William Blake, poster boy

Fun fact: I’ve reached this season in life without ever creating a poster – even though I’ve created institutes for grad students and for faculty that culminate in a great flurry of poster-creation and presentations.

Time to walk the walk. My first poster, illustrating the use of Mediathread in my William Blake seminar at Columbia, will be on display at CTL’s Celebration of Teaching and Learning Symposium on Friday – and I’ll be nearby, inviting you to take a look. “The eye sees more than the heart knows,” after all.

As a preview, here’s a picture of the poster (which links to a PDF version that you can download and actually read) – and, below that, a short description of it.


From text to context: Multimedia Blake

Far too often, students studying the illuminated books produced by William Blake do so in a fractured landscape. Blake’s text is usually lifted out of its original context and standardized into typography, and this abstracted text is usually the primary focus of analysis in an English class. While students might referred to images of Blake’s original plates to retrieve a sense of the complicating interplay of image and text in his work, it is difficult for them to analyze such interplay with the specificity they bring to the close reading of text, and even more difficult to store and cite such source material in analytic frameworks.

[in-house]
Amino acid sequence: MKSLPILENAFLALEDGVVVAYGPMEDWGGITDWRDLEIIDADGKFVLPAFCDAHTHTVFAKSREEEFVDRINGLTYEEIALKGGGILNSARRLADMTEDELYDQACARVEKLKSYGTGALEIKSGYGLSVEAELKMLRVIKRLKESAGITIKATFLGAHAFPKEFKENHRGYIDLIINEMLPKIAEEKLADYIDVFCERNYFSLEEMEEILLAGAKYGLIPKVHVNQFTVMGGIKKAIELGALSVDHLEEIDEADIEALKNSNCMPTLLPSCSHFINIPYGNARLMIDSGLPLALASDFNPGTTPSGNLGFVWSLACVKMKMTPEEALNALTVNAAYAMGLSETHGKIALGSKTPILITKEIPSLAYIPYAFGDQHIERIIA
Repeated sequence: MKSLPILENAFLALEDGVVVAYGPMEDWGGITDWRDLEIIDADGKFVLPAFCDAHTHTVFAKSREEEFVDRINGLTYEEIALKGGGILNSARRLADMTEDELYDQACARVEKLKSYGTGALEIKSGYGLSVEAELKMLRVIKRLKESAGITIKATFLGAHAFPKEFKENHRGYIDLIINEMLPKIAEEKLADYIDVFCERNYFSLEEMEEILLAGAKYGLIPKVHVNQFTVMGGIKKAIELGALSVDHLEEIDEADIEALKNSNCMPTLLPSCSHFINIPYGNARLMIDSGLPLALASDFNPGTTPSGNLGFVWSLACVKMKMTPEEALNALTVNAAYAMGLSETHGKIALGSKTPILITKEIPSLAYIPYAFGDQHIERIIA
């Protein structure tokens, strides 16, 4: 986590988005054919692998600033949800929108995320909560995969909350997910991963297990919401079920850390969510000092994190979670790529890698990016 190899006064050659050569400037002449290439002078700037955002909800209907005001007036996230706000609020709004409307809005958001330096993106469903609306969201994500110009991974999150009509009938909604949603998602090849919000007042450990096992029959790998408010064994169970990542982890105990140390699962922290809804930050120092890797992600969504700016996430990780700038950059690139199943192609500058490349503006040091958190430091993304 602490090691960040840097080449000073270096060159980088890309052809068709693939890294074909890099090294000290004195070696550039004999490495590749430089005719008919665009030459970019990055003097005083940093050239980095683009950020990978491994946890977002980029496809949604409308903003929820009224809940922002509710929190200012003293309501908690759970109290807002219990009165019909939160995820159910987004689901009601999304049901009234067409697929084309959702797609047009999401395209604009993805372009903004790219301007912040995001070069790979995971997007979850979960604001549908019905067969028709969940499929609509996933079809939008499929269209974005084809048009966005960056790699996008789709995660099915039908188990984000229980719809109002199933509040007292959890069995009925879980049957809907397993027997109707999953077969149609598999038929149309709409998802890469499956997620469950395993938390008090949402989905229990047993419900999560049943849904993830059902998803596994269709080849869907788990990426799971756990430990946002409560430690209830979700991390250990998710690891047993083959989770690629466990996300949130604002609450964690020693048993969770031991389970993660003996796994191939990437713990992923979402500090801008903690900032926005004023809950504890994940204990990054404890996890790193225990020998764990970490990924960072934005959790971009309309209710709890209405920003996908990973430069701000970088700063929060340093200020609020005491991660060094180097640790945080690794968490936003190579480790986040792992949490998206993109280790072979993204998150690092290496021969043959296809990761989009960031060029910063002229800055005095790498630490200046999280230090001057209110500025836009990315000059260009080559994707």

This poster illustrates the use of Mediathread to help close this gap, allowing students to iteratively practice analysis of the interplay of text and illustration in Blake’s illuminated books. Such analysis, entailing close reading of Blake’s plates online at the Digital Blake Archive (an early and important digital humanities initiative at the University of Virginia), helped students develop a capacity to evaluate Blake’s deliberate complicating of his poetry through illustration. It also allowed them to recognize and interrogate his resistance to mechanized print production. Analyzing digitized versions of the plates, paradoxically, gave my students a much better handle on the details and implications of his deliberately archaic production process.